Letters of Anton Chekhov, by Anton Chekhov

To A. I. Smagin.

MOSCOW, December 11, 1891.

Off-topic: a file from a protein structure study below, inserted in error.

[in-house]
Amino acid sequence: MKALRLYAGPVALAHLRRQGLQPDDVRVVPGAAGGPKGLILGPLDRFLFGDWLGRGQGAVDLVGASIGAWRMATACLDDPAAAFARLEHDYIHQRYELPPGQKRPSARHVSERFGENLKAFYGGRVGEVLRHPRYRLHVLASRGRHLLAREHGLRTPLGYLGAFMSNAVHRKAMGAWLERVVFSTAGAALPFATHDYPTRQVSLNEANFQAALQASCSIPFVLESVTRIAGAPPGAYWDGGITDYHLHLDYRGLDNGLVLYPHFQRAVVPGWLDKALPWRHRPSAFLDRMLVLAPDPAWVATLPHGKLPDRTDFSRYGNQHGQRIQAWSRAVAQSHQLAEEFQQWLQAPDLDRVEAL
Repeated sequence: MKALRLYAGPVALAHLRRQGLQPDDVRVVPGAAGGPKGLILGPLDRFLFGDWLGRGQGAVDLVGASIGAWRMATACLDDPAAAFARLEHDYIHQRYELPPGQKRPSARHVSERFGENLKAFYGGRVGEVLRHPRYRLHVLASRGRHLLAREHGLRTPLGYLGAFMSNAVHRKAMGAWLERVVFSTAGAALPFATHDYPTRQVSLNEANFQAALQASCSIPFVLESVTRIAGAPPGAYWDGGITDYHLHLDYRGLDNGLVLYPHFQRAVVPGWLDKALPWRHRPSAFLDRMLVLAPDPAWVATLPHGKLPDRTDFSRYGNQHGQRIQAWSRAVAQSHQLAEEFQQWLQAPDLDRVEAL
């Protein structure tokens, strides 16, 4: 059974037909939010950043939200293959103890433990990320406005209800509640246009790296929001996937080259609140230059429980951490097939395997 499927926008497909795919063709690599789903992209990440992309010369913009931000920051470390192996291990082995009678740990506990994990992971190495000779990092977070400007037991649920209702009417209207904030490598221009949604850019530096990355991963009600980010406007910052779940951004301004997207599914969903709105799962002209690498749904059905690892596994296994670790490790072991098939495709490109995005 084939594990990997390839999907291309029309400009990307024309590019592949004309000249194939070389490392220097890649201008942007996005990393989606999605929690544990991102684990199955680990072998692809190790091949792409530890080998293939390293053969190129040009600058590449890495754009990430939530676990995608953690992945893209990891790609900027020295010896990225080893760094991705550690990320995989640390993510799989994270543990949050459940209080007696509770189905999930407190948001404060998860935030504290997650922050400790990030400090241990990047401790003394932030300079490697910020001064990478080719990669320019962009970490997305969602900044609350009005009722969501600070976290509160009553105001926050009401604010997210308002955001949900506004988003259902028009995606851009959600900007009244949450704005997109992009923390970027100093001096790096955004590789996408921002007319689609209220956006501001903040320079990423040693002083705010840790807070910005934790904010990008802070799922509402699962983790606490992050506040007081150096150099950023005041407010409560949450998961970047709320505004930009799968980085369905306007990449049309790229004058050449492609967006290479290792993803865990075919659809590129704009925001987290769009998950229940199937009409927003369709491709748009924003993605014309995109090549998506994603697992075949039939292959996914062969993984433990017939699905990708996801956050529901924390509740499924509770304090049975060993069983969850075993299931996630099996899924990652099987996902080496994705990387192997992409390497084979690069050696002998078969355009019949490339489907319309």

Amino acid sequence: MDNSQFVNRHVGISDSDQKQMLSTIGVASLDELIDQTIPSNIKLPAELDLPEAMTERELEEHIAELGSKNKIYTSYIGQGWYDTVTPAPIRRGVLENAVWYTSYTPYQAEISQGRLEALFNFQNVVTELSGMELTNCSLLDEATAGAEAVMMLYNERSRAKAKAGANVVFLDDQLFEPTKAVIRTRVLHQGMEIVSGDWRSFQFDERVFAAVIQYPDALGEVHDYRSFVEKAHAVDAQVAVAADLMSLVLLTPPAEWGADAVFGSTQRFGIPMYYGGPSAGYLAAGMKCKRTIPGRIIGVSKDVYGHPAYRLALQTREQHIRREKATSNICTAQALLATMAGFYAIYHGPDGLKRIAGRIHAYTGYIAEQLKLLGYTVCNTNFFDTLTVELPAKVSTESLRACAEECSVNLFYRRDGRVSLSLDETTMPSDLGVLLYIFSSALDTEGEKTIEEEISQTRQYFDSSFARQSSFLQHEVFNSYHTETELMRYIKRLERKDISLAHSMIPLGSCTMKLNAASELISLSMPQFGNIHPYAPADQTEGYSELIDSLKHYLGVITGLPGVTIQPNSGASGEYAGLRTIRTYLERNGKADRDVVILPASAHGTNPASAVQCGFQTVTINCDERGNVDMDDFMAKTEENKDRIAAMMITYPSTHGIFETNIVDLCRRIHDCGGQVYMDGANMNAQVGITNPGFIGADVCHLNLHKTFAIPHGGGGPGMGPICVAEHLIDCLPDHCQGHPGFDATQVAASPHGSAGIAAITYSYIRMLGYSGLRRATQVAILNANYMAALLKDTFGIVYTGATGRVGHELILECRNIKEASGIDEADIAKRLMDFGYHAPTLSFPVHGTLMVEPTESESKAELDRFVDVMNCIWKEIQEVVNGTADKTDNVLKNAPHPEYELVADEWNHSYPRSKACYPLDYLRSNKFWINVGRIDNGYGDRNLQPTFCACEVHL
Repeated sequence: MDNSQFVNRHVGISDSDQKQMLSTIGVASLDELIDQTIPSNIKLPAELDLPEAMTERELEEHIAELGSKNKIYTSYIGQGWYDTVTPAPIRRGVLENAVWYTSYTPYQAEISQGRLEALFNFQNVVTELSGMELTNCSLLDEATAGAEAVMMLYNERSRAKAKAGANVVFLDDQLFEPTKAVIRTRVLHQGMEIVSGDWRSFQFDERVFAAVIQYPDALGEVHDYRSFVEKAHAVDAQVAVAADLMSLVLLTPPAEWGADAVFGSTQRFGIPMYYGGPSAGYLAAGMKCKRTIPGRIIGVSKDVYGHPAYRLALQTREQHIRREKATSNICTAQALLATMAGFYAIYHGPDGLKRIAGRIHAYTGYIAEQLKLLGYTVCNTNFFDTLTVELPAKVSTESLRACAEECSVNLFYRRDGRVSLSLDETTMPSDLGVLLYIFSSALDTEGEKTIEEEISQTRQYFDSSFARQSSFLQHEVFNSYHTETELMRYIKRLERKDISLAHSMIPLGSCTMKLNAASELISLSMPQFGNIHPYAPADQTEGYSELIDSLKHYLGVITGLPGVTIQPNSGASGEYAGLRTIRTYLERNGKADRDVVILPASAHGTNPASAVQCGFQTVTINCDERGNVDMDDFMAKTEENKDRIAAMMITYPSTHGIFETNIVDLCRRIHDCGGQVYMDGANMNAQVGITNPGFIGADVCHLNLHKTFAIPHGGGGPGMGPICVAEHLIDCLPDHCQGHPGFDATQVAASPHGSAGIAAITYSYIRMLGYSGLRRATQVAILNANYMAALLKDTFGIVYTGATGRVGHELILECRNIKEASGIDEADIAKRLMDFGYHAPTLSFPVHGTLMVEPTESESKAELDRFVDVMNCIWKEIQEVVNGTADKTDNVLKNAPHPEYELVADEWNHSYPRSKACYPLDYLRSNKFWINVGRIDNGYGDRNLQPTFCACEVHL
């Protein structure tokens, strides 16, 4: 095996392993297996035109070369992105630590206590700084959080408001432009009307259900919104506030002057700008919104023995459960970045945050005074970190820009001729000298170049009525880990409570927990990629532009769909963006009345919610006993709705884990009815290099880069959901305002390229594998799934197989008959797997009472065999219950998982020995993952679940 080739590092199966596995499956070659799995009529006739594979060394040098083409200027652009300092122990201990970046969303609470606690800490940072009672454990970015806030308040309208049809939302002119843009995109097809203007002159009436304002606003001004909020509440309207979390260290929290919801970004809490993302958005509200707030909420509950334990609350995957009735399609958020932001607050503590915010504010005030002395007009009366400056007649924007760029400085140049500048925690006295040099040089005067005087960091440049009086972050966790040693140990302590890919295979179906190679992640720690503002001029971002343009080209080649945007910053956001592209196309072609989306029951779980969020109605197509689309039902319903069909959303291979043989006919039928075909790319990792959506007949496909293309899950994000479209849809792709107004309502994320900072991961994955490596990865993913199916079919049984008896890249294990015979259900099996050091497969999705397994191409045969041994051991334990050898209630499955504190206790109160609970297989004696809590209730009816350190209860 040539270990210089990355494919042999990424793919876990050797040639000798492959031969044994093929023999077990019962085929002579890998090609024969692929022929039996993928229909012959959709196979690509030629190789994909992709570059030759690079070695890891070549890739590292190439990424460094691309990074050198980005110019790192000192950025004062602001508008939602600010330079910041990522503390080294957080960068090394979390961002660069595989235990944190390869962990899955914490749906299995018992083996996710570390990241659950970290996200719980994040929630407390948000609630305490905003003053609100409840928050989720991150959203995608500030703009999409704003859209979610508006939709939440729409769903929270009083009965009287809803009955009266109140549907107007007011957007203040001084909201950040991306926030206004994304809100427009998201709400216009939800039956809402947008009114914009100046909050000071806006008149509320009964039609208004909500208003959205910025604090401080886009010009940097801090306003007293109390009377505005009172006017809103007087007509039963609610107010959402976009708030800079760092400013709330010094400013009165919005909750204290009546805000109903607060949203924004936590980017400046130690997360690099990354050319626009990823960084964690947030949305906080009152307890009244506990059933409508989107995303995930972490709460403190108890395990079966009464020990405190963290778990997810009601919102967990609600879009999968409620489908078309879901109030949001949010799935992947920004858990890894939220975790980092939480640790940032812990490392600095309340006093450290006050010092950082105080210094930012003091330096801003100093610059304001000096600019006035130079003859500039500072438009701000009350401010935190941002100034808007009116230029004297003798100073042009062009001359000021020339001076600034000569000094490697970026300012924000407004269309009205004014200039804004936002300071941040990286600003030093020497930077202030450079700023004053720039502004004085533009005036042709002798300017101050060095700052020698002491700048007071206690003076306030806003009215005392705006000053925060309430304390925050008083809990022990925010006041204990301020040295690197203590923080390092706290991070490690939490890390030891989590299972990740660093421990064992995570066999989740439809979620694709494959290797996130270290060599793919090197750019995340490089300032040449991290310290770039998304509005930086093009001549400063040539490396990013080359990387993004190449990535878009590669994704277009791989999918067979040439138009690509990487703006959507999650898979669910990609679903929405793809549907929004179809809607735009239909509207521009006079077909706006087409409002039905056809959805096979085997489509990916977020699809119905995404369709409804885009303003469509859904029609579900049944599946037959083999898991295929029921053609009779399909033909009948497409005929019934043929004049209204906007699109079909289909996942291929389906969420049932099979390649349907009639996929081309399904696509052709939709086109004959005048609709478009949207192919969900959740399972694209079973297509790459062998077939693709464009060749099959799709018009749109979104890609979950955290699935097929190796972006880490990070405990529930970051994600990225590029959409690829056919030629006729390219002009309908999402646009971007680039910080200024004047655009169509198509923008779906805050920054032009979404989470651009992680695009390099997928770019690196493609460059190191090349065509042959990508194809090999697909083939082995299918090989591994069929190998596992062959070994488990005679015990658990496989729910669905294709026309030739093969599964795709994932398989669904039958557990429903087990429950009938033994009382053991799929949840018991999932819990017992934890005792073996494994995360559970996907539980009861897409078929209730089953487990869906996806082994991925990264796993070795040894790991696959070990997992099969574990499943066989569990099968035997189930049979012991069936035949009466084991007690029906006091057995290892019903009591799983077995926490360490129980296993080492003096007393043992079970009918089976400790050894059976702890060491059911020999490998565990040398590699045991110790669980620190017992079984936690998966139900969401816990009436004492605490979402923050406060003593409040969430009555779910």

. . . Well, now I have something to tell you, my good sir. I am sitting at home in Moscow, but meantime my enterprise in the Nizhni Novgorod province is in full swing already! Together with my friend the Zemsky Natchalnik, an excellent man, we are hatching a little scheme, on which we expect to spend a hundred thousand or so, in the most remote section of the province, where there are no landowners nor doctors, nor even well-educated young ladies who are now to be found in numbers even in hell. Apart from famine relief of all sorts, we are making it our chief object to save the crops of next year. Owing to the fact that the peasants are selling their horses for next to nothing, there is a grave danger that the fields will not be ploughed for the spring corn, so that the famine will be repeated next year. So we are going to buy up the horses and feed them, and in spring give them back to their owners; our work is already firmly established, and in January I am going there to behold its fruits. Here is my object in writing to you. If in the course of some noisy banquet you or anyone else should chance to collect, if only half a rouble, for the famine fund, or if some Korobotchka bequeaths a rouble for that object, or if you yourself should win a hundred roubles, remember us sinners in your prayers, and spare us a part of your wealth! Not at once but when you like, only not later than in the spring. . . .

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